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By Pollinator at the English language Wikipedia, CC BY-SA 3.0, https://commons.wikimedia.org/w/index.php?curid=110683

Yes, this is the year that will see me cease earning and have Jenny and I living off savings for the rest of our natural life.


My life as an earner began as a skinny bespectacled 13 year old selling iced finger buns door to door in Adelaide’s northern suburbs. I would arise early Saturday mornings, ride my creaking bike 10 km to the mum and pop bakery and there, with other eager youths, among the flour and fly traps, pack the freshly baked and iced buns into trays ready for delivery. We would pile into the back of the boss’s ute, ready for a wild ride to be spotted strategically around the suburban streets. By early afternoon we would be collected, paid according to our sales, and then the weary 45-minute bike ride home. Since then I have clerked, retailed, packed, stored, painted, gardened, demolished, swept, and then, for the bulk of my working life, served as a Churches of Christ minister in Victoria, Western Australia, South Australia and the Australian Capital Territory.

In June, a new chapter begins. Retired or Refired? Employment under a contract may cease, but vocation will continue.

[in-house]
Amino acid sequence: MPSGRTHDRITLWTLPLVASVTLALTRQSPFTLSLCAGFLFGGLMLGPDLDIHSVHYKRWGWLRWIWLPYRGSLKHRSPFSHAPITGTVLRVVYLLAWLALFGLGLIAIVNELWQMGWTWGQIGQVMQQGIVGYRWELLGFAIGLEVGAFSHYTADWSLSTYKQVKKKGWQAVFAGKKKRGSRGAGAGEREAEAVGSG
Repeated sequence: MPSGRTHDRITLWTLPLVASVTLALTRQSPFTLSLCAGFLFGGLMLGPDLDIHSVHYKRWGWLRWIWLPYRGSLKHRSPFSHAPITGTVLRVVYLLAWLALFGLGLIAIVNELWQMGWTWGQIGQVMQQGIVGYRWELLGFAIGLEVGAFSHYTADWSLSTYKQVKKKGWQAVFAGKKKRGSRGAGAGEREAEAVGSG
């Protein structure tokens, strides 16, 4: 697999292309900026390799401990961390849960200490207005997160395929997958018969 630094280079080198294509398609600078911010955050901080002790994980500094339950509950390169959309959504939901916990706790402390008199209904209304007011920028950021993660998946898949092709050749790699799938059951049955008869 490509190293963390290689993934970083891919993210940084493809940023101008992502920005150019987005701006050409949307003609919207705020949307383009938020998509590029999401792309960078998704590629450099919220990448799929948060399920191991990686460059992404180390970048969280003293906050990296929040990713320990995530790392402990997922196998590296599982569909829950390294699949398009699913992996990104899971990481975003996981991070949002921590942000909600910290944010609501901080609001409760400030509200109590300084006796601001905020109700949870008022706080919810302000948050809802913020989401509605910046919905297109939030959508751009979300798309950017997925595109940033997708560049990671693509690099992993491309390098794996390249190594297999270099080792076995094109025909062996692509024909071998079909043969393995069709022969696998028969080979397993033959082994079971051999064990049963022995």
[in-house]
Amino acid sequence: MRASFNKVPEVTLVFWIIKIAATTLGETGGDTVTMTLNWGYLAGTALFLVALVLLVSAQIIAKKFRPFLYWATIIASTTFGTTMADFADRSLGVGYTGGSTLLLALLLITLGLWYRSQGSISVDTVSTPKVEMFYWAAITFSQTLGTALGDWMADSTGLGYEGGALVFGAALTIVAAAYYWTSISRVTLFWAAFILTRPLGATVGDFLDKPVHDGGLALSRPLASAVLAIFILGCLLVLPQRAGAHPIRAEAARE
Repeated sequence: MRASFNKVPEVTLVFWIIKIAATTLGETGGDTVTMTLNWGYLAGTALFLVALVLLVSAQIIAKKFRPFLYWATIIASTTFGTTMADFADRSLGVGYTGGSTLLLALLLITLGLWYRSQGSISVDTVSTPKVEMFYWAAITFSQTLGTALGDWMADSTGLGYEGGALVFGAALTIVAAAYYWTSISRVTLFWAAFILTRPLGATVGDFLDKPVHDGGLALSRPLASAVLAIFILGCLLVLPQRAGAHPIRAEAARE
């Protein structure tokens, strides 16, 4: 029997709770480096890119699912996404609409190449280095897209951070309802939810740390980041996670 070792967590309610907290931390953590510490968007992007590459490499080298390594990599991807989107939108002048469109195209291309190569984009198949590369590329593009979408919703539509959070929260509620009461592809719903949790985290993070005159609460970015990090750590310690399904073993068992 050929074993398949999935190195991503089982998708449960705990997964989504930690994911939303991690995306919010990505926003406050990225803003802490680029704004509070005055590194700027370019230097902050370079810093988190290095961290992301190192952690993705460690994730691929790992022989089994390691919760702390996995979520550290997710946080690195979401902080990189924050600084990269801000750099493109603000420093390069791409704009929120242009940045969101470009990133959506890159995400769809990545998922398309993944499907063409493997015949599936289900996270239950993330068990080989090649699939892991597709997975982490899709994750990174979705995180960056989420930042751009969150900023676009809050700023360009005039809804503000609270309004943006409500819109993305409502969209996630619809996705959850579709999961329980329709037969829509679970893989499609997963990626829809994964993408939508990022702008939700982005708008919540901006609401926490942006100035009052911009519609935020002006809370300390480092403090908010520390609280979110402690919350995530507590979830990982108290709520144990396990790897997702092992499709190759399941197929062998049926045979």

On this first day of a year of transition for Jenny and myself, my mind recalls the mantra drummed into my growing years of maintaining a balanced life based on a text repeated in yesterday’s service commemorating Jesus’ Presentation at the Temple.

And Jesus increased in wisdom and stature and in favour with God and man. (Luke 2:52)

So, over the next few entries, I will consider what the transition may look like vocationally. How will our minds be engaged? How will we continue to maintain and develop our physical resources? How will we nurture spiritual growth? What will continued social and human service look like?

And, importantly, how will we and our current faith community at Wembley Downs, where our identities are so intertwined,  navigate the changes ahead?